Dr. Se-Pill is co-inventor of U.S. 6,921,632, issued July 26, 2005, and titled Human embryonic stem cells derived from frozen-thawed embryo. In the period of more than one year since patent issuance, the patent has been cited by NO OTHER U.S. patents.
The '632 patent cites to Thomson's '780 patent (but no other Thomson patents), and also cites
Thomson, J.A. et al. (1995), "Isolation of A Primate Embryonic Stem Cell Line" Proc. Natl. Acad. Sci. USA 92:7844-7848.
Thomson, J.A. et al. (1998), "Embryonic Stem Cell Lines Derived from Human Blastocysts" Science 282: 1145-114. [sic, USPTO database]
The first claim of the '632 states:
A process for making undifferentiated human embryonic stem cells, comprising the steps of: (a) thawing a cryopreserved human blastocyst embryo; (b) isolating the inner cell mass by a process comprising the step of removing the trophectoderm from said embryo using anti-human lymphocyte antibody; and (c) culturing at least a portion of said inner cell mass on a medium capable of sustaining undifferentiated embryonic stem cells, whereby undifferentiated human embryonic stem cells are established.
Flashback for a moment to October 2005. The Korea Herald reported:
A research team led by Dr. Park Se-pill, director of Maria Biotechonolgy Institute, said yesterday [Oct. 17, 2005] that it obtained a patent right from the U.S. Patent and Trademark Office last July for making therapeutic embryonic stem cells using surplus frozen blastocyst embryos. (A blastocyst is an embryo that has developed for at least five days before being frozen.)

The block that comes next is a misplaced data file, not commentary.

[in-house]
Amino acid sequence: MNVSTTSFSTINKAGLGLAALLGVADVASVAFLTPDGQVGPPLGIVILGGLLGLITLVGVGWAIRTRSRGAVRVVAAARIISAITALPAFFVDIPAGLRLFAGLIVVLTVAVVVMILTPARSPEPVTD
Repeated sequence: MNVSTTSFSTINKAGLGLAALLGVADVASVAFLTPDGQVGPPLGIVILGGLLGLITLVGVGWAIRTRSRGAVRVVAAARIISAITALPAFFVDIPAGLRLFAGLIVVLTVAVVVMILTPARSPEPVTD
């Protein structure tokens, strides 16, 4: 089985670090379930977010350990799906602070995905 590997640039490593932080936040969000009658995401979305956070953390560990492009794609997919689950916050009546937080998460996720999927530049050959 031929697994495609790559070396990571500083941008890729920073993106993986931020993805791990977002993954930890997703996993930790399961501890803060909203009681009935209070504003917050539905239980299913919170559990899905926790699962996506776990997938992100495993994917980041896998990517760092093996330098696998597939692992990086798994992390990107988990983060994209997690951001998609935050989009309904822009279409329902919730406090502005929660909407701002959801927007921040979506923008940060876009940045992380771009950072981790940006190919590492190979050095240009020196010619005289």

There are only two other patents concerning human embryonic stem cell research registered in the U.S. Patent and Trademark Office [IPBiz: ??], including a Wisconsin University team's early-stage frozen embryo research and Australia-Singapore research team's embryo research. But these two have relatively low success rates in creating stem cells and embryos were often lost in the freeze-and-thaw process, Park's team said.
Park's team uses spare frozen blastocyst embryos which are bound to be abandoned after having been stored for five years. Park developed a technique which generates embryonic stem cells by thawing the leftover frozen blastocyst embryos.
This approach has attracted less ethical debate and is expected to create enormous economic value when it is medically deployed to treat diseases like cancer, Alzheimer's disease, and diabetes.
Park said complete and specific technological breakthroughs are included in the patent right, such as the thawing technology, external fertilization system and AHLS.
The success rate to develop embryonic stem cells has been raised to 63 percent, five times higher than the previous level of 10-36 percent, the team reported.
Meanwhile, Dr. Hwang Woo-suk commented on this as "tremendously well done."